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Estate of Houses

Kernott v Jones – Cohabiting Couples Property Rights

split houseCohabiting Couples Property Rights

On the 9th November 2011, the Supreme Court laid down long awaited guidance on how to determine the respective beneficial interests of a couple in a property purchased in joint names, where there is no express declaration of trust.

Mr. Kernott and Ms. Jones owned a property as joint tenants but disputed what share each had in the property.  At trial Ms. Jones was awarded a 90% share, but this was reverted to 50% on appeal by Mr. Kernott.  Ms. Jones appealed to the Supreme Court, which re-instated the original 90/10 split.

The Courts’ Approach to jointly owned property following Kernott and Jones:

  • Where property is owned in joint names, the starting point is that equity follows the law.  Therefore the presumption is that the parties are both legal and beneficial joint tenants.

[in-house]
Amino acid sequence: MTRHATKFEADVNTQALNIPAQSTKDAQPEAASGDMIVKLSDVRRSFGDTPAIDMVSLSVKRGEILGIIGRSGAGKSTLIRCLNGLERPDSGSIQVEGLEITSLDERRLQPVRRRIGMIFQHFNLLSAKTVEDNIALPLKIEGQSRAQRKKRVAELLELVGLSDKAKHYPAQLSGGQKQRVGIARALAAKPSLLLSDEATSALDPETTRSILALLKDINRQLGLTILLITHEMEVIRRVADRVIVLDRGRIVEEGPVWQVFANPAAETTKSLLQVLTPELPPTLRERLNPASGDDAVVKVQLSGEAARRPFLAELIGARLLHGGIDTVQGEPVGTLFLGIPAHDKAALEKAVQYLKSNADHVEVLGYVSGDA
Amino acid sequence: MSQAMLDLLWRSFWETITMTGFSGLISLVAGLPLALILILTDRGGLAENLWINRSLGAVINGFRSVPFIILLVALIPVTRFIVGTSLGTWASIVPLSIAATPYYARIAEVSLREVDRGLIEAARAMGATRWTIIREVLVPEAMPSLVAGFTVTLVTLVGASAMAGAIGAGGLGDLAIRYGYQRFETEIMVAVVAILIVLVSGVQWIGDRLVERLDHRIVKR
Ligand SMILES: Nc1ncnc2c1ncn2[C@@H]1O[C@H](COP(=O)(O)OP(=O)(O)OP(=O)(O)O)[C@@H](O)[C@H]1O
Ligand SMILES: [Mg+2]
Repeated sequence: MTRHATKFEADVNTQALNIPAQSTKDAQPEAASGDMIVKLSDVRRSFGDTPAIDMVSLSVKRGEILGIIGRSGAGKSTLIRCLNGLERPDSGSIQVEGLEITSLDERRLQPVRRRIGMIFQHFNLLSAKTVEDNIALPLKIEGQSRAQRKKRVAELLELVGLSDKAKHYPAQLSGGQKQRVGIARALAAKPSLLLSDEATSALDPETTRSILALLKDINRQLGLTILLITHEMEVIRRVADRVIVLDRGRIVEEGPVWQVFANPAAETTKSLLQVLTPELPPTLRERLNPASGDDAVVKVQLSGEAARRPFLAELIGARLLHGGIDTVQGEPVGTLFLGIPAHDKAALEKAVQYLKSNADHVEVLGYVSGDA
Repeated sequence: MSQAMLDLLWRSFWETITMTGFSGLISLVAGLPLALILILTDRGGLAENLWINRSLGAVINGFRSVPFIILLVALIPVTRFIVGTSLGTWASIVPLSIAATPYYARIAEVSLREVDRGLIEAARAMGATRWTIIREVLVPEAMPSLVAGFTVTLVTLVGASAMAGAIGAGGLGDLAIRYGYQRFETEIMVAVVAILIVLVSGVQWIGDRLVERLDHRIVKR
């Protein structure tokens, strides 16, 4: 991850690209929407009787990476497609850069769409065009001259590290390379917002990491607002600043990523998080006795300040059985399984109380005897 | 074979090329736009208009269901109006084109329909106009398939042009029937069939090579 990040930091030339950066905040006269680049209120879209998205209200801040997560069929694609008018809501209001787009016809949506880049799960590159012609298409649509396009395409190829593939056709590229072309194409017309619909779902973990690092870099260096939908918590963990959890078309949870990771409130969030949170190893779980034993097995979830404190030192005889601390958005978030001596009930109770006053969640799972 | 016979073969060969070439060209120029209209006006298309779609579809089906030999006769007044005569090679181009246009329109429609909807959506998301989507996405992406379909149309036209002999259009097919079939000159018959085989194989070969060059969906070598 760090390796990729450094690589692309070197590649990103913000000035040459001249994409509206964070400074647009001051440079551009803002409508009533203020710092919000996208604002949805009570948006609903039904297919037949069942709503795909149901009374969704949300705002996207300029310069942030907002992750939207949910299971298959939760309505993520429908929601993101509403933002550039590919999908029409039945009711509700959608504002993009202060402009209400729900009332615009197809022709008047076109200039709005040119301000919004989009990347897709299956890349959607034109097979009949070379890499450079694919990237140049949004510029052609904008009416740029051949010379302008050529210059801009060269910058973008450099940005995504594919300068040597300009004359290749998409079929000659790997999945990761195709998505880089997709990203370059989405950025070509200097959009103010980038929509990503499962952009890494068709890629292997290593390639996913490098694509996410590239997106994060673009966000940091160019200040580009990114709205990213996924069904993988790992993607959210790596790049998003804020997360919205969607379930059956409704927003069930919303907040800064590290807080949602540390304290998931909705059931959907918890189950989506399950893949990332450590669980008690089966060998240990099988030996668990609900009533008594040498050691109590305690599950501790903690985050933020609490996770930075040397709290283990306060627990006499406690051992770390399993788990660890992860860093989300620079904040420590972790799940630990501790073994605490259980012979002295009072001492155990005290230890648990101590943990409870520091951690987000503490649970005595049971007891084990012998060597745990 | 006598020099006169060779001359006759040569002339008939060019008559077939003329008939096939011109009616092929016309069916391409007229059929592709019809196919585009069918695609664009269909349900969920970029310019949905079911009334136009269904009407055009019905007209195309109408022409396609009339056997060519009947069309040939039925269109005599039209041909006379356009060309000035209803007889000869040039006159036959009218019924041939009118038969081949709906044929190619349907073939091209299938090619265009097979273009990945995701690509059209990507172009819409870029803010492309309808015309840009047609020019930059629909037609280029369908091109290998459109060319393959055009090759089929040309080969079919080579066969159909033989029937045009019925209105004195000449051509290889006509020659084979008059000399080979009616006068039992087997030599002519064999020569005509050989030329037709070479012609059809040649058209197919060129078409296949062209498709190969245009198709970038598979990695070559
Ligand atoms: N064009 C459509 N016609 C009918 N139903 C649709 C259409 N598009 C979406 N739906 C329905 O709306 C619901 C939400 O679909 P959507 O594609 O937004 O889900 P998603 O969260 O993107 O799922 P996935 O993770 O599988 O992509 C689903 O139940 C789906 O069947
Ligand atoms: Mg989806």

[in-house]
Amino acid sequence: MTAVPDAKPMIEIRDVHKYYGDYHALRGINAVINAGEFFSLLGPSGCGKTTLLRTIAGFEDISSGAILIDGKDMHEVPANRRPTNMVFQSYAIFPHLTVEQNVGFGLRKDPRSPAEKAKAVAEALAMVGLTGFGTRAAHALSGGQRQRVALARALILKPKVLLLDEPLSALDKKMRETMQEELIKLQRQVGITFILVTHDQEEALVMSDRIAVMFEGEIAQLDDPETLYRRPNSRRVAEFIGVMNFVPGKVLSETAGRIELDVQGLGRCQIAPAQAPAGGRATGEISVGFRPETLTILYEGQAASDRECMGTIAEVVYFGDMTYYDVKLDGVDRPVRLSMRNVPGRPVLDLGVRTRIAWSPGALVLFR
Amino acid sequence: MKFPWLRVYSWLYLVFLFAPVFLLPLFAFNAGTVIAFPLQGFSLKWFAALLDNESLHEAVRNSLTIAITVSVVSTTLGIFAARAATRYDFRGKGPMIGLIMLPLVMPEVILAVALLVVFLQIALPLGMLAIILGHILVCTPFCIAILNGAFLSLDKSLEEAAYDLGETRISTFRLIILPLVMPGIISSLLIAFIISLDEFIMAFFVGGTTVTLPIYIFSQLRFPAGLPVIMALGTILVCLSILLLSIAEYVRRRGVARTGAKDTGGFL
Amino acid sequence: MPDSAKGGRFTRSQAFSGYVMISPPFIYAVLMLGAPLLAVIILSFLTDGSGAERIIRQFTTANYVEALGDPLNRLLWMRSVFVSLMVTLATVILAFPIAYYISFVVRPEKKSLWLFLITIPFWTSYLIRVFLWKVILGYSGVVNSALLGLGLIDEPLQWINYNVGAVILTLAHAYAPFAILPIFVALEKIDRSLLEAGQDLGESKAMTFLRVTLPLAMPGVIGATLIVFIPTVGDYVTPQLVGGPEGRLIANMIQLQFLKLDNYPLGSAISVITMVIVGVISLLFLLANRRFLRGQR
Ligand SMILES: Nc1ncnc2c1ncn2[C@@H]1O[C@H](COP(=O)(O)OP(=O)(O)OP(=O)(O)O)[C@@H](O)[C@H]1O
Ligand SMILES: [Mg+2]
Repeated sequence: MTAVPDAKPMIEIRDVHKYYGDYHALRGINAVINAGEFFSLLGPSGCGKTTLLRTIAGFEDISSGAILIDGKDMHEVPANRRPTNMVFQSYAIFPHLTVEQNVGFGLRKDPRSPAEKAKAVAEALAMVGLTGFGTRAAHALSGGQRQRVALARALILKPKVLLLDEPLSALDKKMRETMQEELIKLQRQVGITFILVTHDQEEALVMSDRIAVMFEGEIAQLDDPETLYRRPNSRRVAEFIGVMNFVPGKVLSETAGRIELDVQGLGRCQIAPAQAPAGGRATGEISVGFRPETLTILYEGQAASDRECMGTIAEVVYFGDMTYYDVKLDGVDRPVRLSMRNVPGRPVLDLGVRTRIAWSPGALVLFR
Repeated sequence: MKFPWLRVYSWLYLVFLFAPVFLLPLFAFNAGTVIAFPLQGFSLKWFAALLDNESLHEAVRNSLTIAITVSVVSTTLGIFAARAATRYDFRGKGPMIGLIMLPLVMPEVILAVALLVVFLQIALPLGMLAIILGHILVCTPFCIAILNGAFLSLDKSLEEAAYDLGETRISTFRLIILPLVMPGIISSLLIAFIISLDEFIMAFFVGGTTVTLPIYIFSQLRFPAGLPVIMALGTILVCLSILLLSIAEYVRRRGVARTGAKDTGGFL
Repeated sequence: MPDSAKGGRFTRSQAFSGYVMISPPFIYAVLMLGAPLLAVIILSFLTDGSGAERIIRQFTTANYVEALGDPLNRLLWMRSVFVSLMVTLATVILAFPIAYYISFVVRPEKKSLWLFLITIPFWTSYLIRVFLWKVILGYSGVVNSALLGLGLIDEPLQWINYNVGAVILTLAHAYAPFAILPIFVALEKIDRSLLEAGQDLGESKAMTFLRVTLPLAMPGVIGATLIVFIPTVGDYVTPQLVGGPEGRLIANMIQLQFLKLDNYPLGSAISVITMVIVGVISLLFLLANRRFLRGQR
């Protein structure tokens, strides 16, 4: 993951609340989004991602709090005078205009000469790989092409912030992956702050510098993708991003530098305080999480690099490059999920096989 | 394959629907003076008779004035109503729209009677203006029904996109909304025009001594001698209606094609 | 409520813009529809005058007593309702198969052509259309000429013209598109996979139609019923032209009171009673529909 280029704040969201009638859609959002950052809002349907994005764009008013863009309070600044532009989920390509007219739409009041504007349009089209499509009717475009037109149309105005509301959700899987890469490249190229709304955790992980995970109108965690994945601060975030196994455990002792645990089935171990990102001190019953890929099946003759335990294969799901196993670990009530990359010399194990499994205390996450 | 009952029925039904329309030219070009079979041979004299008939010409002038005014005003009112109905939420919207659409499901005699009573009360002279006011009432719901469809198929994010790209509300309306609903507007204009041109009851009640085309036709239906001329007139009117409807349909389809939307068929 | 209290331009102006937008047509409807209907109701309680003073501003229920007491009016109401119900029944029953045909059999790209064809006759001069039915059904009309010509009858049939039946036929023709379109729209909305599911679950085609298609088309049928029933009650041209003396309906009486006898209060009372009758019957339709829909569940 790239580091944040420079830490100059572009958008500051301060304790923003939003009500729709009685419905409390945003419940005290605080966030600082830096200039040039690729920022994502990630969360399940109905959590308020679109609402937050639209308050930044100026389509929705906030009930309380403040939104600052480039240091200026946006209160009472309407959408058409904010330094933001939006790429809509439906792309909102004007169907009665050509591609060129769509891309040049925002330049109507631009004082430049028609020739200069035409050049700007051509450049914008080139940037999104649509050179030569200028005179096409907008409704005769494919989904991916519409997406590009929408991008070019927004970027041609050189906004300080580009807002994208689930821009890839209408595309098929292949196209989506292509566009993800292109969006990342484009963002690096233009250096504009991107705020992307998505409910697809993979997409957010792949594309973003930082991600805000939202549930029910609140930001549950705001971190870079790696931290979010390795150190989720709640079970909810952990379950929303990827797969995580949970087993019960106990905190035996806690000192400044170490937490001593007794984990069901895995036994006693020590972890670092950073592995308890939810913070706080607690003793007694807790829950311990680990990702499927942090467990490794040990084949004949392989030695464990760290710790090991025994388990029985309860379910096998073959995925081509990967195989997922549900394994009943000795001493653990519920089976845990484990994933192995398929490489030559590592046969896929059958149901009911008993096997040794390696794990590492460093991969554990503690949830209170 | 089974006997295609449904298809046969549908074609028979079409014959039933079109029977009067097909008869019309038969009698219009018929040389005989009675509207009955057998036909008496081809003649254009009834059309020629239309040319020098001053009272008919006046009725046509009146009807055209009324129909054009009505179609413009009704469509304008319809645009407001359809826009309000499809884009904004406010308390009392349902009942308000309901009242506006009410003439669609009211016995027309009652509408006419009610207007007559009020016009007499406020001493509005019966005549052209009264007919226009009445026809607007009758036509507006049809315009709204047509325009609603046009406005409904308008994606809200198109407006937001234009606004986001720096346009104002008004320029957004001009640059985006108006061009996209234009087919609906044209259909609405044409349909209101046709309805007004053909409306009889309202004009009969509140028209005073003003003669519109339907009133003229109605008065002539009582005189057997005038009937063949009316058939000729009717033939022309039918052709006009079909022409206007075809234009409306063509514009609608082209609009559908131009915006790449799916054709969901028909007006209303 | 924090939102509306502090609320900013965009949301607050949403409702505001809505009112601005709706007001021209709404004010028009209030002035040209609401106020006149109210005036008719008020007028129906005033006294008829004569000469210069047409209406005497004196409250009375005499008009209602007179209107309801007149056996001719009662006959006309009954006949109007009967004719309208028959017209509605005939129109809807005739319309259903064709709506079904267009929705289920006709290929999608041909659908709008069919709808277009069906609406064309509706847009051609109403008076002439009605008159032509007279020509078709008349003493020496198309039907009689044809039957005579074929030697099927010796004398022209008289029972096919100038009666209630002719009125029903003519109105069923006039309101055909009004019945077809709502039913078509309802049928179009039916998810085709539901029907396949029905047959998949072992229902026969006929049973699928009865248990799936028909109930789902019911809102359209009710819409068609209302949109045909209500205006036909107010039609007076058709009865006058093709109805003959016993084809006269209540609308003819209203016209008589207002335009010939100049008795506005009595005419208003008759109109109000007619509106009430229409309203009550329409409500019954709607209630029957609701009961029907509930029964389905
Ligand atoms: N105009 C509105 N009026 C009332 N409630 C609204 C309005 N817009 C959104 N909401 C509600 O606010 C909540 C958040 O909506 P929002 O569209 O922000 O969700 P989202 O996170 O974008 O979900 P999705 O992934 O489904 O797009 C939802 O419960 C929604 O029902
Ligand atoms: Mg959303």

• That presumption can be overturned by establishing that the parties (a) had an alternative common intention when the property was purchased, or (b) later formed a common intention that their shares should alter.
  • The common intention of the parties is to be worked out objectively from the parties’ words and conduct.
  • Where the presumption is overturned, but the Court cannot establish what shares the parties intended each should hold, the Court must grant each party a share that the Court considers fair having regard to the whole course of dealing between them in relation to the property.  This means the Court can impute an intention to the parties.
  • Each case will turn on its facts, and there are many that a court will consider when determining each parties’ interest in a property.

What does the Supreme Court’s decision mean for cohabiting couples?

If an unmarried couple own property together as joint owners, and there is no express declaration of trust, the presumption is that the property is owned 50/50.  This ratio can be changed if evidence shows that it was the couple’s common intention to change the presumption of equal ownership.  This is a substantial obstacle to surmount and parties must have direct or inferred evidence to establish a common intention to hold in unequal shares.

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